The ne plus ultra of this trend is Loach’s The Wind That Shakes The Barley (2006).  Retreading similar ground to his (superior) 1995 film about the Spanish Civil War Land and Freedom, Loach ends The Wind That Shakes The Barley with a heart-rending scene in which the main protagonists are martyred for their beliefs in a manner that underlines the film’s commitment to the truth of precisely these ideals.  Even Neil Jordan’s more politically centrist Michael Collins (1996) sees the film’s titular protagonist murdered for supporting a two-state solution.

It is tempting to consider why it is that martyrdom plays such a large part in films about the Irish struggle for independence.  The graphic novel Preacher features a vignette revolving around the 1916 Easter Uprising and it is suggested that the futility of the armed uprising was in fact intentional as the leaders of the Republican movement (particularly Eamon de Valera) were looking for a ‘blood sacrifice’ that might motivate future generations given the alleged ambivalence of the Irish people at the time to the cause of independence.  This is a vision that flows largely from modern ‘revisions’ of the Easter Uprising such as those put forward in R. F. Foster’s Modern Ireland 1600-1972 (1988), which suggests that “An intrinsic component of the insurrection […] was the strain of mystic Catholicism identifying the Irish soul as Catholic and Gaelic”.

It is worth remembering at this point that sentimentalism, before it found a natural home in Hollywood, was a philosophical and theological school of thought.  Originating in the 17th Century, sentimentalism is the idea that morality is grounded in emotional and intuitive reactions.  This view contrasts neatly with the Calvinist view of human nature as too depraved for its moral sense to be trustworthy, hence the need for rule-following and rationalist moral calculus.  This vision of humanity as a creature that damns or saves itself at an emotional level could arguably be seen as being behind much a-rational religious imagery and argument.  If emotions are the seat of salvation then it makes sense to appeal to them through grand architecture, images of beautiful Jesii and an emphasis on Jesus’ suffering for our sins.  What was Mel Gibson’s The Passion of The Christ (2004) if not an attempt to bring us to Jesus’ feet through the power of sentiment and empathy?

It would be easy to suggest that Hunger is just another film to advance the trope of Irish Republicans as moral martyrs.  Particularly when McQueen’s imagery is so affecting and religious in its aesthetic, but in truth I think that Hunger is not the only film to put forward a sentimentalist vision of war.

Traditionally, cinematic wars are presented to us in Whiggish terms; as in Star Wars (1977), war results in a freer, richer, better world thereby legitimising the sacrifices depicted with such glee through the means of explosions and fire-fights.  However, the Vietnam War arguably put an end to such tendencies and so war became, via Apocalypse Now (1979) and Full Metal Jacket (1987), a surreal, dehumanising and almost a-political environment.  This same idea also found its way via the Realist school of International Relations to films such as Doctor Strangelove (1964), Thirteen Days (2000) and The Sum of All Fears (2001).  Works that treated war as a destabilising force to be avoided at all cost through careful negotiation and complex inter-national agreements.  However, in recent years this image of war has come in for some strenuous competition.  Saving Private Ryan (1998) begins with a destabilising, senseless and brutal bloodbath on D-Day and ends with an older Private Ryan weeping and wondering whether the sacrifices made for him were worthwhile and whether he was a ‘good man’.  No Whiggish images of progress or Realist Others, films such as Saving Private Ryan and Kang Je-gyu’s Korean War epic Brotherhood (2004) present war as a kind of moral crucible in which people are assayed for moral impurities with the final nugget of moral righteousness wheeled out and paraded as politico-historical insight.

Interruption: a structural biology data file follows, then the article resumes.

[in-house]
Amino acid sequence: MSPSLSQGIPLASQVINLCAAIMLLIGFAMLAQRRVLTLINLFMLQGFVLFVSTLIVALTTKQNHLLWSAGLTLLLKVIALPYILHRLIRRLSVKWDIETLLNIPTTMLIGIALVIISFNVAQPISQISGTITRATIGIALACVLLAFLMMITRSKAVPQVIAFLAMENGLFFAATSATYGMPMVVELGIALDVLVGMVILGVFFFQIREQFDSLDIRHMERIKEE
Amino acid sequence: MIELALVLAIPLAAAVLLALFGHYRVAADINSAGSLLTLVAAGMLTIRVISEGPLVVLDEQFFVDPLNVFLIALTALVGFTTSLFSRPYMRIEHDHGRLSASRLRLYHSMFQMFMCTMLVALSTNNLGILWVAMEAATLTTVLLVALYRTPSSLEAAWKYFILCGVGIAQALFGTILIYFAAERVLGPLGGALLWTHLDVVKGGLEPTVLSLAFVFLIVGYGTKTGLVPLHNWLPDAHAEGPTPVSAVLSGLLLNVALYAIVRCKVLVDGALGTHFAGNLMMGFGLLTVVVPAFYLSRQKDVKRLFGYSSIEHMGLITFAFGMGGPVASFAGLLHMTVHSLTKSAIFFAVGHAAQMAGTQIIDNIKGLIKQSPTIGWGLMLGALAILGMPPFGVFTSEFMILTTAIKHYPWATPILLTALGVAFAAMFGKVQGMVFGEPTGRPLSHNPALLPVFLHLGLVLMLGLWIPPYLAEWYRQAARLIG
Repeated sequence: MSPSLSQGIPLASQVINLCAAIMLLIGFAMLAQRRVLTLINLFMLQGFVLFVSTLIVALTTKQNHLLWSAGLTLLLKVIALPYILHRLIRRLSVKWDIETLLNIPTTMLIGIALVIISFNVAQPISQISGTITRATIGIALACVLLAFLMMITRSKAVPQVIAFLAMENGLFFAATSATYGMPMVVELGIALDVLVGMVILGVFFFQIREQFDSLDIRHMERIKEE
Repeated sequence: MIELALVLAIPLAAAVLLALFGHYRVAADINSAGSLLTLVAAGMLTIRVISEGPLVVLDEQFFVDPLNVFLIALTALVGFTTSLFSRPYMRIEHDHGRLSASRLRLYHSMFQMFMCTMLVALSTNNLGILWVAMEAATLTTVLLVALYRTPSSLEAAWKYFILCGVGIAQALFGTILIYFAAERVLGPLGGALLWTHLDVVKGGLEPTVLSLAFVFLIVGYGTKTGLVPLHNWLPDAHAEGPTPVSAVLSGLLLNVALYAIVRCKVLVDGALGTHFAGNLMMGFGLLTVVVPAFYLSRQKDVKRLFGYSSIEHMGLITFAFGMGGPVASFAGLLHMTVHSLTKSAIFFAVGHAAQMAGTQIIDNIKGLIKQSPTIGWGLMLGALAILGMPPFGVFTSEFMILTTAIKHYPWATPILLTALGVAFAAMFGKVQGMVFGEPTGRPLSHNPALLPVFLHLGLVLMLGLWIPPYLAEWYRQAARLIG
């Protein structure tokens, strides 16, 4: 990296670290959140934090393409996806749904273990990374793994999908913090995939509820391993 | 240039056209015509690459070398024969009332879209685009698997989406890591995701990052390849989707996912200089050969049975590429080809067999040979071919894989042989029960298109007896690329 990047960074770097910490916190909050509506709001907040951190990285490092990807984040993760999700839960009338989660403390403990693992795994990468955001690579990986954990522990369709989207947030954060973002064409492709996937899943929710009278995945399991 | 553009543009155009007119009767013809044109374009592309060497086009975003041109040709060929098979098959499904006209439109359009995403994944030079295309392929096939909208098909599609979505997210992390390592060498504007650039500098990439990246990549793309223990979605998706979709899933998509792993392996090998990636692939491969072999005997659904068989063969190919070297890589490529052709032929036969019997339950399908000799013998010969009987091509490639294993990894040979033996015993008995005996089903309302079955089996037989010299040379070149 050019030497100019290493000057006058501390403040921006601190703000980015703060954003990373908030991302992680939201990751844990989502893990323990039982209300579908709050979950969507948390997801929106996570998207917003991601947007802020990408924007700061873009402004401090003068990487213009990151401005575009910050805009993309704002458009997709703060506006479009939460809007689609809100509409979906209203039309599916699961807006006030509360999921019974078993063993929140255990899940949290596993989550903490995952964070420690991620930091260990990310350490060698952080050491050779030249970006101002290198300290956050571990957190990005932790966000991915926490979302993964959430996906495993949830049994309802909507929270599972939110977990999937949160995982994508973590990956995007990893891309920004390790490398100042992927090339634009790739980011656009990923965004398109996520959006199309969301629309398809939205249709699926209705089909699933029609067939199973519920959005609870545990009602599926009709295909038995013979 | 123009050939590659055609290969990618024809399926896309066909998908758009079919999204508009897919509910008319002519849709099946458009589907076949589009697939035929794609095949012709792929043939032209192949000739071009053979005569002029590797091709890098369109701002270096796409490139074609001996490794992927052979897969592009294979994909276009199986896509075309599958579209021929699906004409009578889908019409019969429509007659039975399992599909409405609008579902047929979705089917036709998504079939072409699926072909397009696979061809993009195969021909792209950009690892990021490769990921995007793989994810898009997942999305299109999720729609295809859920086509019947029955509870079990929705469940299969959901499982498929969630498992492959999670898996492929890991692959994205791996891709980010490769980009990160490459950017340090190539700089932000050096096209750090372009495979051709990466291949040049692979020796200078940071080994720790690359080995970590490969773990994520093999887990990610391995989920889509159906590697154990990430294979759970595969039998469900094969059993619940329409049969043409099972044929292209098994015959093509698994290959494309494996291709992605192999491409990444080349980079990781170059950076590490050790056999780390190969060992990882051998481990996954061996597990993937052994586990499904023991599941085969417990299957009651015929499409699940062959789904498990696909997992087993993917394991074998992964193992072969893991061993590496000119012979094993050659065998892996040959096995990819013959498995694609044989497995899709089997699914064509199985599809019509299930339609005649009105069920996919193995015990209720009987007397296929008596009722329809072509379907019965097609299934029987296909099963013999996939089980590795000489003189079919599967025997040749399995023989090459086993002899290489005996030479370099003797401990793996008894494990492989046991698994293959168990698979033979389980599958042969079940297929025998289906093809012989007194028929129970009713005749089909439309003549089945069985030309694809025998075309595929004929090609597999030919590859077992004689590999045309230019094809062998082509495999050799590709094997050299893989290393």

Hunger is an extraordinarily well shot and carefully constructed piece of cinema that is layered around a wonderfully funny and clever piece of theatrical back and forth.  Clearly intended to be balanced, Hunger simply cannot get out from under the weight of cinematic history; not only are cinematic depictions of the Troubles unashamedly moralistic and sentimentalist, but so are cinematic images of war in general and in such a context, balance is hard to achieve.


  1. Your history is a bit out here. the ‘blood sacrifice’ man was Patrick Pearse. The futility of the armed struggle was not immediately obvious to the participants of the Easter Rising, with the exception of Pearse. Certainly Connolly and the Citizens’ Army did not see it that way, and of course the later War of Independence was not futile. Finally, martyrdom plays a part in most, and possibly all, political struggles, including English and American nationalism.
    I haven’t seen the film, but I have seen The Wind That Shakes the Barley and I think it must always be borne in mind that Loach’s work is directly and intentionally propagandist. I thought it was only in Ireland that it was read as a straight nationalist work. It was valuable in that it attempted to recover the other strain of radicalism here – the left – descended from such 19th Century radicals as Michael Davitt and William Thompson, a tradition buried under a dung-heap of nationalism and, nowadays, neo-liberalism.